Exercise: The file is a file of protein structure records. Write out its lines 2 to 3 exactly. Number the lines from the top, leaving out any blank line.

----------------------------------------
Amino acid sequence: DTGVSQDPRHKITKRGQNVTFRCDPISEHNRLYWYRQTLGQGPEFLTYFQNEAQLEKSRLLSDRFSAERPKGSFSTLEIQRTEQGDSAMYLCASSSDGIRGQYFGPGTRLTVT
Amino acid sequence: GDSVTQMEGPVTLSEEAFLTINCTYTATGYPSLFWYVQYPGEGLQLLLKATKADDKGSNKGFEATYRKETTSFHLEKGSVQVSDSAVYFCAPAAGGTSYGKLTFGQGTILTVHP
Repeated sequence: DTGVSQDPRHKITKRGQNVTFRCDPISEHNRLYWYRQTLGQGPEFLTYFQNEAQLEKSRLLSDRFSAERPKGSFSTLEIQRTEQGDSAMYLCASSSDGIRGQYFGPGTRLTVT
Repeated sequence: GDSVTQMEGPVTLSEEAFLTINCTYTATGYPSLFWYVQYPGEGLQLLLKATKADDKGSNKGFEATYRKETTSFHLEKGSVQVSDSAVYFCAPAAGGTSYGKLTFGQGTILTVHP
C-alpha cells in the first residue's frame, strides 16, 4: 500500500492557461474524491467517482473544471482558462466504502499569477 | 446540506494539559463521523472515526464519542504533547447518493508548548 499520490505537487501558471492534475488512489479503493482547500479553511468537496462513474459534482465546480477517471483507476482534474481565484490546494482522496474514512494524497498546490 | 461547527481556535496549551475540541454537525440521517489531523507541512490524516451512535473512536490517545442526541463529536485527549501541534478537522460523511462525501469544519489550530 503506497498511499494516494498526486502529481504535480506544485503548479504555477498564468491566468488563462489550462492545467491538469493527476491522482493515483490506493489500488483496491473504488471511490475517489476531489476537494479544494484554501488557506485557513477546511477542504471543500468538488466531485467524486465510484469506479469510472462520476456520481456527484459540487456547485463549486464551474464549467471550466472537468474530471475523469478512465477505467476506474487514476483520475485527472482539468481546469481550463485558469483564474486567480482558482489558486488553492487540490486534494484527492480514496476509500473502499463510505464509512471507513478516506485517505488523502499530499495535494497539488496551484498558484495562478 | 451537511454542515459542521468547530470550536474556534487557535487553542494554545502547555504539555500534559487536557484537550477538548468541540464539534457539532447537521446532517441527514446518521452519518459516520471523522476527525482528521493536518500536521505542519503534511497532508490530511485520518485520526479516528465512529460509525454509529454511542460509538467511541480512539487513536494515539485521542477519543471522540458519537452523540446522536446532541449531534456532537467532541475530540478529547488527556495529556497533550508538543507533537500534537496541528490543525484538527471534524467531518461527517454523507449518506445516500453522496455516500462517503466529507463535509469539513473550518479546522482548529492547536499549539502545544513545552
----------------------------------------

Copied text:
Amino acid sequence: GDSVTQMEGPVTLSEEAFLTINCTYTATGYPSLFWYVQYPGEGLQLLLKATKADDKGSNKGFEATYRKETTSFHLEKGSVQVSDSAVYFCAPAAGGTSYGKLTFGQGTILTVHP
Repeated sequence: DTGVSQDPRHKITKRGQNVTFRCDPISEHNRLYWYRQTLGQGPEFLTYFQNEAQLEKSRLLSDRFSAERPKGSFSTLEIQRTEQGDSAMYLCASSSDGIRGQYFGPGTRLTVT